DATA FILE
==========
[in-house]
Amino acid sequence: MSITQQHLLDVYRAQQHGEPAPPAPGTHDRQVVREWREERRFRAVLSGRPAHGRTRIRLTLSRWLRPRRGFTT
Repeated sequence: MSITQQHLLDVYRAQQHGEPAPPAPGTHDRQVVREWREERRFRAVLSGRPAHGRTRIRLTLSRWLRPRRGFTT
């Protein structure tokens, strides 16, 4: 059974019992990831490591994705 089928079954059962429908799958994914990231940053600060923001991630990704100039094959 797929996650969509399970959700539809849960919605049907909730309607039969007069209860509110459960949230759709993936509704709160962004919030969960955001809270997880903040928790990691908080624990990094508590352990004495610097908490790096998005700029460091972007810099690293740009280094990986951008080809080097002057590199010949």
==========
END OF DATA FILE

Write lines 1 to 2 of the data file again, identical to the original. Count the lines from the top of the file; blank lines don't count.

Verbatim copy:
[in-house]
Amino acid sequence: MSITQQHLLDVYRAQQHGEPAPPAPGTHDRQVVREWREERRFRAVLSGRPAHGRTRIRLTLSRWLRPRRGFTT